31. Having a fellow fan snatch my Sharpie pen in excitement while waiting for Heikki Kovalainen to sign stuff because his own pen didn’t work. Heikki saw the look of annoyance on my face and signed my stuff first. Ha. The fan apologized to me after so it’s all good.
32. Having a fellow fan graciously lend me his pen when it was my turn to have my stuff signed by Max Verstappen, because I dropped my pen inside my blackhole of a bag before taking a photo of him.
33. Nico Hulkenberg telling me, “Good luck!” after he signed my notebook. I’m pretty sure I made a “Huh?” face but he just smiled and moved on.
34. Standing outside a pop-up store for nearly 2 hours just to see Nico Rosberg up close for the 1st time.
35. Sneakily placing my mobile phone in between a cameraman’s legs just to be able to take a photo of Jenson Button for a friend.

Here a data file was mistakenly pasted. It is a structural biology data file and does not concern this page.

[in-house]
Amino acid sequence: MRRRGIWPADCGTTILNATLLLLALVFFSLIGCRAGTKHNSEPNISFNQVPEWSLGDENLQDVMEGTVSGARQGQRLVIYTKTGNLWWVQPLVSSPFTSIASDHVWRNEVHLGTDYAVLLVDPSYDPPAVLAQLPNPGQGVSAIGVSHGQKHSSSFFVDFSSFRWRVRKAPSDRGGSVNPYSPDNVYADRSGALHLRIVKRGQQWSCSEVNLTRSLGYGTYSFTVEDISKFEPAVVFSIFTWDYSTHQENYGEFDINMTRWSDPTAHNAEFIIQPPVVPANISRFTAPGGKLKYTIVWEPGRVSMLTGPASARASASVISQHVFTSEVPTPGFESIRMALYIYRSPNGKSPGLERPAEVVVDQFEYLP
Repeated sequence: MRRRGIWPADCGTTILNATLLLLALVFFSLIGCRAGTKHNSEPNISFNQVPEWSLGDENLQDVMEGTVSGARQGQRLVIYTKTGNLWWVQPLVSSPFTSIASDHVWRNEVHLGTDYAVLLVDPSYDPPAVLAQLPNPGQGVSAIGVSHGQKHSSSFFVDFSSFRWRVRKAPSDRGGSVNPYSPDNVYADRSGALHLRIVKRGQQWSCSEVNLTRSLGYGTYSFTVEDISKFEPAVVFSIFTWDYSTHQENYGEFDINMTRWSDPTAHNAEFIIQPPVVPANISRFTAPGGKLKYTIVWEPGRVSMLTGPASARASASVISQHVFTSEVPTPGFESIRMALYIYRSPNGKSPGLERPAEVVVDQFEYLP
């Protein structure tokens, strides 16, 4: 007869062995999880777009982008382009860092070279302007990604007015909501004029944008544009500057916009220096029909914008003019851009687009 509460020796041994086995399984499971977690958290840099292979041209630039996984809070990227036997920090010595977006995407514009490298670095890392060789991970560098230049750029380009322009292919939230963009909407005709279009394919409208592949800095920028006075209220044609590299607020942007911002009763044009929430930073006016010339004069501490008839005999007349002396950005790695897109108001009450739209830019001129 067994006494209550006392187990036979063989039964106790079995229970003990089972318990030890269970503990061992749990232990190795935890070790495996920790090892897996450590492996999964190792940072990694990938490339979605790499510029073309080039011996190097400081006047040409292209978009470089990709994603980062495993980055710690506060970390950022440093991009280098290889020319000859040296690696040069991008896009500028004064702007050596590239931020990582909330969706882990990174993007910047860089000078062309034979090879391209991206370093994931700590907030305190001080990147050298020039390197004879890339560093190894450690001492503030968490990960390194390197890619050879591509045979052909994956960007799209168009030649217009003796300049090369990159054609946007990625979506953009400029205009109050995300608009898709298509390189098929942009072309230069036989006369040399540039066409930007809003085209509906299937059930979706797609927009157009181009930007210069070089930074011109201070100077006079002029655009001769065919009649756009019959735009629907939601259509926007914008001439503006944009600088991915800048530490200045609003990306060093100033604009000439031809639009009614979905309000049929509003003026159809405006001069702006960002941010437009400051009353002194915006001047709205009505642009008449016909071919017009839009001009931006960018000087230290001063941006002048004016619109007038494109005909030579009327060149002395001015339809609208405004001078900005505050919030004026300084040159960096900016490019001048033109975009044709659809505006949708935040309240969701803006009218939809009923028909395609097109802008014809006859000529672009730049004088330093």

36. Considered gatecrashing an F1-related event but changing my mind at the last minute to go shopping instead.
37. Getting lost on my way out of the track because I was too busy posting my Vettel autograph on Instagram.

I waited nearly 5 hours for this!

38. Bumping into an elderly track personnel while trying to find the track exit at past 4 am & getting told, “You’re still here, Miss?! Go home & get some sleep, lah!”
39. Having to explain to a semi-flirting taxi driver what makes F1 such a great sport at past 4 in the morning. Completely sober.
40. Having a whole conversation with our taxi driver about the 2008 F1 Night Race on our way to the airport while my friends rolled their eyes at the back.
41. Being too lazy to chase after Felipe Massa and then asking a fellow fan “Was he with Rob Smedley?” after.
42. Going to a McLaren-related exhibit inside a mall just to check out the Kimi Raikkonen bits. 

Spot the misspelled word there…

43. My friends freaking out on my behalf when they saw a huge Michael Schumacher billboard outside the Petronas Towers. “You have to take a photo with that!” I’ve trained my friends well.

Where Schumi goes, I go…

44. Nearly not being on time for a Qualifying Session due to a delay at the border, so I had to tell the taxi driver, “Please channel your inner F1 driver, I cannot be late!” We got to the track on time.